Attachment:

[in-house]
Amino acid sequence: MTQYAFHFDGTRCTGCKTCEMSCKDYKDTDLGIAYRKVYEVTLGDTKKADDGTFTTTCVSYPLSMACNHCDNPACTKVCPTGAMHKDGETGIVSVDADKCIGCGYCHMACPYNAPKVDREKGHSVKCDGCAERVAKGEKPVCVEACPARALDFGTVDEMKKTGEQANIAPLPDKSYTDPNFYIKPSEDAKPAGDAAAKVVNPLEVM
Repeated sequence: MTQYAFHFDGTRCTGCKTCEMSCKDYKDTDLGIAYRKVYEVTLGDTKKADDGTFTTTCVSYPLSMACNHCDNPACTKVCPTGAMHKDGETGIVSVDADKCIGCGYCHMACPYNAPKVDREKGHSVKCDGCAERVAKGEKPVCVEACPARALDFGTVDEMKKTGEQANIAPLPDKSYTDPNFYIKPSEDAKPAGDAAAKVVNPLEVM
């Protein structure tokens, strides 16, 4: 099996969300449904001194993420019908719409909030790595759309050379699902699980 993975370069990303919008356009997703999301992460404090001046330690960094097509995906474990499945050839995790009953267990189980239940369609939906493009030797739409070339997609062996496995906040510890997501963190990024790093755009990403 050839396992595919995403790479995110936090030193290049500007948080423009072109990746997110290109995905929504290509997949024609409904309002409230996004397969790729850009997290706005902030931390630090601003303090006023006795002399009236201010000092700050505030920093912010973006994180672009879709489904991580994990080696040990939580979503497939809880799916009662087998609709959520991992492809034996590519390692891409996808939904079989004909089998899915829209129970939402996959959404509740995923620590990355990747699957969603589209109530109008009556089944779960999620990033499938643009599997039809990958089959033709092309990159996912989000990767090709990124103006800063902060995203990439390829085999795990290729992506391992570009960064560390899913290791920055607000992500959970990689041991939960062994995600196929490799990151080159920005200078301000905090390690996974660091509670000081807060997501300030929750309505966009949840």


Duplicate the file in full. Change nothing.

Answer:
[in-house]
Amino acid sequence: MTQYAFHFDGTRCTGCKTCEMSCKDYKDTDLGIAYRKVYEVTLGDTKKADDGTFTTTCVSYPLSMACNHCDNPACTKVCPTGAMHKDGETGIVSVDADKCIGCGYCHMACPYNAPKVDREKGHSVKCDGCAERVAKGEKPVCVEACPARALDFGTVDEMKKTGEQANIAPLPDKSYTDPNFYIKPSEDAKPAGDAAAKVVNPLEVM
Repeated sequence: MTQYAFHFDGTRCTGCKTCEMSCKDYKDTDLGIAYRKVYEVTLGDTKKADDGTFTTTCVSYPLSMACNHCDNPACTKVCPTGAMHKDGETGIVSVDADKCIGCGYCHMACPYNAPKVDREKGHSVKCDGCAERVAKGEKPVCVEACPARALDFGTVDEMKKTGEQANIAPLPDKSYTDPNFYIKPSEDAKPAGDAAAKVVNPLEVM
């Protein structure tokens, strides 16, 4: 099996969300449904001194993420019908719409909030790595759309050379699902699980 993975370069990303919008356009997703999301992460404090001046330690960094097509995906474990499945050839995790009953267990189980239940369609939906493009030797739409070339997609062996496995906040510890997501963190990024790093755009990403 050839396992595919995403790479995110936090030193290049500007948080423009072109990746997110290109995905929504290509997949024609409904309002409230996004397969790729850009997290706005902030931390630090601003303090006023006795002399009236201010000092700050505030920093912010973006994180672009879709489904991580994990080696040990939580979503497939809880799916009662087998609709959520991992492809034996590519390692891409996808939904079989004909089998899915829209129970939402996959959404509740995923620590990355990747699957969603589209109530109008009556089944779960999620990033499938643009599997039809990958089959033709092309990159996912989000990767090709990124103006800063902060995203990439390829085999795990290729992506391992570009960064560390899913290791920055607000992500959970990689041991939960062994995600196929490799990151080159920005200078301000905090390690996974660091509670000081807060997501300030929750309505966009949840």